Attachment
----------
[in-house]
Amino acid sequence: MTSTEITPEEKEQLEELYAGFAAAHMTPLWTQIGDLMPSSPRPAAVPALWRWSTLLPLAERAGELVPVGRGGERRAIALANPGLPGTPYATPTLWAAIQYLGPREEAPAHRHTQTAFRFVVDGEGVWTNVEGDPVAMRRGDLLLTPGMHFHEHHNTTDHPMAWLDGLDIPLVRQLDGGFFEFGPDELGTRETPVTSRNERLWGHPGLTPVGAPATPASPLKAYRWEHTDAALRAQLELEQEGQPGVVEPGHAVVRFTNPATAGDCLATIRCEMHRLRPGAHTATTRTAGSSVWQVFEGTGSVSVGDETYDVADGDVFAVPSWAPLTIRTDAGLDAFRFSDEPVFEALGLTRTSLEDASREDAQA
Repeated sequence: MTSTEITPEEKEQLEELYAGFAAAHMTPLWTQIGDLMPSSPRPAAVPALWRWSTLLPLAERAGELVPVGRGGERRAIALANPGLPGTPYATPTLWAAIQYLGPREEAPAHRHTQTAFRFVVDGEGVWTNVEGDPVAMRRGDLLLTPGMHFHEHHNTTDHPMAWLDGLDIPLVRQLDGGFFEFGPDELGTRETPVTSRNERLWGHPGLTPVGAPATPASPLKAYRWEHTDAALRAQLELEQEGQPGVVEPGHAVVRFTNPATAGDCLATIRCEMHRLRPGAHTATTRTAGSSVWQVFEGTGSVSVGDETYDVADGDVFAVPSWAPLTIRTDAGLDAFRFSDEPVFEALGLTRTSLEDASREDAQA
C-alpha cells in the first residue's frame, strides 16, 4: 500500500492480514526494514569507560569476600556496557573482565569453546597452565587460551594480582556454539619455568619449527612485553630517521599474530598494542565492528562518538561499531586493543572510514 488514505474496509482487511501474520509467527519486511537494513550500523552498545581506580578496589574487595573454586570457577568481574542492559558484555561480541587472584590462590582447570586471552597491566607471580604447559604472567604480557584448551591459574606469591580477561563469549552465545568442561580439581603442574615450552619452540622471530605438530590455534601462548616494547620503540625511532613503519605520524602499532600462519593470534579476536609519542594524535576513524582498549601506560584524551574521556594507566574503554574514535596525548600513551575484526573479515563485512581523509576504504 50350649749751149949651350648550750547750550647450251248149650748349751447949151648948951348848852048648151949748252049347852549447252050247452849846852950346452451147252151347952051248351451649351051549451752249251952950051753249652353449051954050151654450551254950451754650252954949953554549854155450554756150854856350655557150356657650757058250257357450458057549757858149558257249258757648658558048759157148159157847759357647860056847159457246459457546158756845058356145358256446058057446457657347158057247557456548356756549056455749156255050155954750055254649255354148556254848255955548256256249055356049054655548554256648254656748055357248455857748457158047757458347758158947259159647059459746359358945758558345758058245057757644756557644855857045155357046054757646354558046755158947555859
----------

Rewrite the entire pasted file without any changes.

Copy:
[in-house]
Amino acid sequence: MTSTEITPEEKEQLEELYAGFAAAHMTPLWTQIGDLMPSSPRPAAVPALWRWSTLLPLAERAGELVPVGRGGERRAIALANPGLPGTPYATPTLWAAIQYLGPREEAPAHRHTQTAFRFVVDGEGVWTNVEGDPVAMRRGDLLLTPGMHFHEHHNTTDHPMAWLDGLDIPLVRQLDGGFFEFGPDELGTRETPVTSRNERLWGHPGLTPVGAPATPASPLKAYRWEHTDAALRAQLELEQEGQPGVVEPGHAVVRFTNPATAGDCLATIRCEMHRLRPGAHTATTRTAGSSVWQVFEGTGSVSVGDETYDVADGDVFAVPSWAPLTIRTDAGLDAFRFSDEPVFEALGLTRTSLEDASREDAQA
Repeated sequence: MTSTEITPEEKEQLEELYAGFAAAHMTPLWTQIGDLMPSSPRPAAVPALWRWSTLLPLAERAGELVPVGRGGERRAIALANPGLPGTPYATPTLWAAIQYLGPREEAPAHRHTQTAFRFVVDGEGVWTNVEGDPVAMRRGDLLLTPGMHFHEHHNTTDHPMAWLDGLDIPLVRQLDGGFFEFGPDELGTRETPVTSRNERLWGHPGLTPVGAPATPASPLKAYRWEHTDAALRAQLELEQEGQPGVVEPGHAVVRFTNPATAGDCLATIRCEMHRLRPGAHTATTRTAGSSVWQVFEGTGSVSVGDETYDVADGDVFAVPSWAPLTIRTDAGLDAFRFSDEPVFEALGLTRTSLEDASREDAQA
C-alpha cells in the first residue's frame, strides 16, 4: 500500500492480514526494514569507560569476600556496557573482565569453546597452565587460551594480582556454539619455568619449527612485553630517521599474530598494542565492528562518538561499531586493543572510514 488514505474496509482487511501474520509467527519486511537494513550500523552498545581506580578496589574487595573454586570457577568481574542492559558484555561480541587472584590462590582447570586471552597491566607471580604447559604472567604480557584448551591459574606469591580477561563469549552465545568442561580439581603442574615450552619452540622471530605438530590455534601462548616494547620503540625511532613503519605520524602499532600462519593470534579476536609519542594524535576513524582498549601506560584524551574521556594507566574503554574514535596525548600513551575484526573479515563485512581523509576504504 50350649749751149949651350648550750547750550647450251248149650748349751447949151648948951348848852048648151949748252049347852549447252050247452849846852950346452451147252151347952051248351451649351051549451752249251952950051753249652353449051954050151654450551254950451754650252954949953554549854155450554756150854856350655557150356657650757058250257357450458057549757858149558257249258757648658558048759157148159157847759357647860056847159457246459457546158756845058356145358256446058057446457657347158057247557456548356756549056455749156255050155954750055254649255354148556254848255955548256256249055356049054655548554256648254656748055357248455857748457158047757458347758158947259159647059459746359358945758558345758058245057757644756557644855857045155357046054757646354558046755158947555859